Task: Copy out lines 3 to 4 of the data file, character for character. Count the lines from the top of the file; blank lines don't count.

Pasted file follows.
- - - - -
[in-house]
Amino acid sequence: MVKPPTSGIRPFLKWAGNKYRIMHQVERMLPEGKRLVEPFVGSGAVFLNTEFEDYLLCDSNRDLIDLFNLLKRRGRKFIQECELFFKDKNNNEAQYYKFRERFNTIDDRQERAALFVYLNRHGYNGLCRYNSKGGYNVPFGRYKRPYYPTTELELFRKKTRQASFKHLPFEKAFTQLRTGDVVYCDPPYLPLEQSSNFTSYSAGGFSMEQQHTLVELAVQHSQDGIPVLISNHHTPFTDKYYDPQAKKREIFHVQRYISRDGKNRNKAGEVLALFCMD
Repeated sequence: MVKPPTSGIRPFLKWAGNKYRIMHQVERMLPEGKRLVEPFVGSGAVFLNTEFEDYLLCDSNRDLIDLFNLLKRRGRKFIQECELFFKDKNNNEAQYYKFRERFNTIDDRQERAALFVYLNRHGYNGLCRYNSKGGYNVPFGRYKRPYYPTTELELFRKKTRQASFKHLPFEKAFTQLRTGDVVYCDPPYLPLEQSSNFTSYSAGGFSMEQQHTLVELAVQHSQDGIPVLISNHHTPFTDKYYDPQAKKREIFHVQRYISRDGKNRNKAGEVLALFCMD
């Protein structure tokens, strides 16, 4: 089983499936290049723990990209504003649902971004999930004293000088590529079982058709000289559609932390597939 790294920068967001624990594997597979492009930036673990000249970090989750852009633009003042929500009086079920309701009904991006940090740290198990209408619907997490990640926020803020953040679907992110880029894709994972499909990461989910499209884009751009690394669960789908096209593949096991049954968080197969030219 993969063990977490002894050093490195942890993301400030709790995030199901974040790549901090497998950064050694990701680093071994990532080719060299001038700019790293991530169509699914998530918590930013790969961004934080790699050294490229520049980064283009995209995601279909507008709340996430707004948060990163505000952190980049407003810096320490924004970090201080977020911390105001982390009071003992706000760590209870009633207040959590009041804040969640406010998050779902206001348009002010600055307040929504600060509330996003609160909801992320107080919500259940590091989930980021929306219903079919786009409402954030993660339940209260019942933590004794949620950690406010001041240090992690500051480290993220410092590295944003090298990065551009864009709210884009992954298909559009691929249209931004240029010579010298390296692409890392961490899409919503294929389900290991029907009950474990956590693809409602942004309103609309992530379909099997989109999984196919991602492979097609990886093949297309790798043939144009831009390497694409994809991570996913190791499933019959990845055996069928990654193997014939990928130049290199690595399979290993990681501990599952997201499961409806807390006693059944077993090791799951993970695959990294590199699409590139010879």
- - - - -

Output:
Repeated sequence: MVKPPTSGIRPFLKWAGNKYRIMHQVERMLPEGKRLVEPFVGSGAVFLNTEFEDYLLCDSNRDLIDLFNLLKRRGRKFIQECELFFKDKNNNEAQYYKFRERFNTIDDRQERAALFVYLNRHGYNGLCRYNSKGGYNVPFGRYKRPYYPTTELELFRKKTRQASFKHLPFEKAFTQLRTGDVVYCDPPYLPLEQSSNFTSYSAGGFSMEQQHTLVELAVQHSQDGIPVLISNHHTPFTDKYYDPQAKKREIFHVQRYISRDGKNRNKAGEVLALFCMD
């Protein structure tokens, strides 16, 4: 089983499936290049723990990209504003649902971004999930004293000088590529079982058709000289559609932390597939 790294920068967001624990594997597979492009930036673990000249970090989750852009633009003042929500009086079920309701009904991006940090740290198990209408619907997490990640926020803020953040679907992110880029894709994972499909990461989910499209884009751009690394669960789908096209593949096991049954968080197969030219 993969063990977490002894050093490195942890993301400030709790995030199901974040790549901090497998950064050694990701680093071994990532080719060299001038700019790293991530169509699914998530918590930013790969961004934080790699050294490229520049980064283009995209995601279909507008709340996430707004948060990163505000952190980049407003810096320490924004970090201080977020911390105001982390009071003992706000760590209870009633207040959590009041804040969640406010998050779902206001348009002010600055307040929504600060509330996003609160909801992320107080919500259940590091989930980021929306219903079919786009409402954030993660339940209260019942933590004794949620950690406010001041240090992690500051480290993220410092590295944003090298990065551009864009709210884009992954298909559009691929249209931004240029010579010298390296692409890392961490899409919503294929389900290991029907009950474990956590693809409602942004309103609309992530379909099997989109999984196919991602492979097609990886093949297309790798043939144009831009390497694409994809991570996913190791499933019959990845055996069928990654193997014939990928130049290199690595399979290993990681501990599952997201499961409806807390006693059944077993090791799951993970695959990294590199699409590139010879």